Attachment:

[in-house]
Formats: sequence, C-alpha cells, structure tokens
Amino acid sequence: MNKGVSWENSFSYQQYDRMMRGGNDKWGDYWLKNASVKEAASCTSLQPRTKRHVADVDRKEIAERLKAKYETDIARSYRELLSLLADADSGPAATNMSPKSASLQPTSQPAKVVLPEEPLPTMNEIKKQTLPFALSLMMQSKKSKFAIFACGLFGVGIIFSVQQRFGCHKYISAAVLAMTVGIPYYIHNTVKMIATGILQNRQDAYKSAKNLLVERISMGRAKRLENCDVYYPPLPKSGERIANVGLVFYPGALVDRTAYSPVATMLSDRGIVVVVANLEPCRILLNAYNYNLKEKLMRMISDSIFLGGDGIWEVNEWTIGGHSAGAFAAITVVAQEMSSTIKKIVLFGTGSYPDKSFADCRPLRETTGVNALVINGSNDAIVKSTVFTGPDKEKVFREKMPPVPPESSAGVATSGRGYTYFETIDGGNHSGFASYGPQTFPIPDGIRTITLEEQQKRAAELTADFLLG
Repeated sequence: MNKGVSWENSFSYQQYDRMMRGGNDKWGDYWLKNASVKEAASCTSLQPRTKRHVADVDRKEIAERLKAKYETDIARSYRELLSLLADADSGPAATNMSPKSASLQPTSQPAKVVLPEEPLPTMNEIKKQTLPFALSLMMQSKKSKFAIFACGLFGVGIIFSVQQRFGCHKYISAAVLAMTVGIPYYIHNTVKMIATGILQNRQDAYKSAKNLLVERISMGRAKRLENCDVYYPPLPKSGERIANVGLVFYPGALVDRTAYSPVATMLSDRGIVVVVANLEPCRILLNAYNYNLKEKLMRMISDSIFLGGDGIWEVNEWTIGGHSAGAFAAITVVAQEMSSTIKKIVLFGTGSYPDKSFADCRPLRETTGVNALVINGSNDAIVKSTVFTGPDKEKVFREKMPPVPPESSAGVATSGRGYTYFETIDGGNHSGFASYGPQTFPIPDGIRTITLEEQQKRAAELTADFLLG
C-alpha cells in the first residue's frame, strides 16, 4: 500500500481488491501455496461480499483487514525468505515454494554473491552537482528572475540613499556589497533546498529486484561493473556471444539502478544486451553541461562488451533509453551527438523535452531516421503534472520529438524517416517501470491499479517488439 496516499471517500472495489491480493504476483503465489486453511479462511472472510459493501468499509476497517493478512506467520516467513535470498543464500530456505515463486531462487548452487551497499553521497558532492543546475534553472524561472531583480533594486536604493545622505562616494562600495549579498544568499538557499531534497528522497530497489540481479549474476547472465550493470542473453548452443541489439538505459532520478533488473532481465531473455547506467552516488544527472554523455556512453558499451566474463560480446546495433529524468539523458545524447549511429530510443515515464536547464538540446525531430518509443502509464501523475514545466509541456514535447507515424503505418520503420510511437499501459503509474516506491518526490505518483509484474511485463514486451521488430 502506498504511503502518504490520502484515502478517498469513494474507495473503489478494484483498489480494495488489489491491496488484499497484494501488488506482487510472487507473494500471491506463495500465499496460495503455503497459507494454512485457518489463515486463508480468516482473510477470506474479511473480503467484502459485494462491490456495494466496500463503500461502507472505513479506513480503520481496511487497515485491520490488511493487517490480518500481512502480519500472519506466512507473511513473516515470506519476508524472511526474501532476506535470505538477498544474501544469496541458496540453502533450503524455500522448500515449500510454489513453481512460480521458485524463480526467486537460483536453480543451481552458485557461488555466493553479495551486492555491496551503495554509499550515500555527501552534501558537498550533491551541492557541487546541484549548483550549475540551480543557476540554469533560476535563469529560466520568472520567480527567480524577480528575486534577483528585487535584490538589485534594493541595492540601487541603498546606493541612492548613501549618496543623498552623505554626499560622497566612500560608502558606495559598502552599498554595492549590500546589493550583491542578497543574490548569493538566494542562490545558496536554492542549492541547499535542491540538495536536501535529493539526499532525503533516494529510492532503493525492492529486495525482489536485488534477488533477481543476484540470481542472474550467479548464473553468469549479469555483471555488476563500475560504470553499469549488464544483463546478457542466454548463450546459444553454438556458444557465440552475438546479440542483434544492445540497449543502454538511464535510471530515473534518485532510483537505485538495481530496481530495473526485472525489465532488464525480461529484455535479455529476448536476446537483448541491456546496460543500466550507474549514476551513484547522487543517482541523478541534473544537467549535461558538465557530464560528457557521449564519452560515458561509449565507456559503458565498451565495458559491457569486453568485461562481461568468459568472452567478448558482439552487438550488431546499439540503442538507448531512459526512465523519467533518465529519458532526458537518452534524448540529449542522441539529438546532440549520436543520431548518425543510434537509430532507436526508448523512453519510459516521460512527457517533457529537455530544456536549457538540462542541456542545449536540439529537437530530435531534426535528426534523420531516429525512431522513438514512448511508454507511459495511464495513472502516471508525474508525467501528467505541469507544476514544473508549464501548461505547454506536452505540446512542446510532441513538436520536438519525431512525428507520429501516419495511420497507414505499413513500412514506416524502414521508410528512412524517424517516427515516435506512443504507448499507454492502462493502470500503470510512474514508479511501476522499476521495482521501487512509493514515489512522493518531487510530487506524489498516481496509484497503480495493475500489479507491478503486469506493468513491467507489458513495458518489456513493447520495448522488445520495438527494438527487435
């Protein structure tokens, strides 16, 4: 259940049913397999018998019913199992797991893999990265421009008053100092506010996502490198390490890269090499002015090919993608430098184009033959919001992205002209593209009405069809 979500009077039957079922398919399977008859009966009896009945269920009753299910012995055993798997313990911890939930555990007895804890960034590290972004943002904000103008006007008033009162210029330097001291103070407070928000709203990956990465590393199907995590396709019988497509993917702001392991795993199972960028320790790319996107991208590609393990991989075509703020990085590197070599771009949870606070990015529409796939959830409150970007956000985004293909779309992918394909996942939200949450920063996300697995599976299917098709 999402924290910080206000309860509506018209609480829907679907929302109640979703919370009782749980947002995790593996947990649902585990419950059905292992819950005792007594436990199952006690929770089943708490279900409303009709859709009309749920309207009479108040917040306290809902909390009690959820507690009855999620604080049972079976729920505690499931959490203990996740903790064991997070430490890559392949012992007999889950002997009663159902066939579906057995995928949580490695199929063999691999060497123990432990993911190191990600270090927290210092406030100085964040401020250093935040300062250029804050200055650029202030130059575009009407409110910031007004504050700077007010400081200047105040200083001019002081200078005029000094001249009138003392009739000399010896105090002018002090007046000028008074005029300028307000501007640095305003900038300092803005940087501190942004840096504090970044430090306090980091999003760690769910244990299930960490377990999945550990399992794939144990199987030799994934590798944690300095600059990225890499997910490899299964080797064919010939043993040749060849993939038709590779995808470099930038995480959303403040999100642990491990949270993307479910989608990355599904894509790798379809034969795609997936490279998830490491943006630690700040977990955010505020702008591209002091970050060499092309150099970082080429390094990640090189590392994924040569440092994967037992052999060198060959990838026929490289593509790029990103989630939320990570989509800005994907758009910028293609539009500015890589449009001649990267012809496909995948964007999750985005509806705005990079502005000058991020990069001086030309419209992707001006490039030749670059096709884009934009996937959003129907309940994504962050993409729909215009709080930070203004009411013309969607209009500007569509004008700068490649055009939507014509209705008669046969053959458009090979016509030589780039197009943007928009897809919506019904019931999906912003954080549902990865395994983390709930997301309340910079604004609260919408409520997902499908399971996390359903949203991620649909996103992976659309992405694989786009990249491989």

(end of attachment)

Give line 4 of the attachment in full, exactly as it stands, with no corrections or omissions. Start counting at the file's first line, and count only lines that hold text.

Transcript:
Repeated sequence: MNKGVSWENSFSYQQYDRMMRGGNDKWGDYWLKNASVKEAASCTSLQPRTKRHVADVDRKEIAERLKAKYETDIARSYRELLSLLADADSGPAATNMSPKSASLQPTSQPAKVVLPEEPLPTMNEIKKQTLPFALSLMMQSKKSKFAIFACGLFGVGIIFSVQQRFGCHKYISAAVLAMTVGIPYYIHNTVKMIATGILQNRQDAYKSAKNLLVERISMGRAKRLENCDVYYPPLPKSGERIANVGLVFYPGALVDRTAYSPVATMLSDRGIVVVVANLEPCRILLNAYNYNLKEKLMRMISDSIFLGGDGIWEVNEWTIGGHSAGAFAAITVVAQEMSSTIKKIVLFGTGSYPDKSFADCRPLRETTGVNALVINGSNDAIVKSTVFTGPDKEKVFREKMPPVPPESSAGVATSGRGYTYFETIDGGNHSGFASYGPQTFPIPDGIRTITLEEQQKRAAELTADFLLG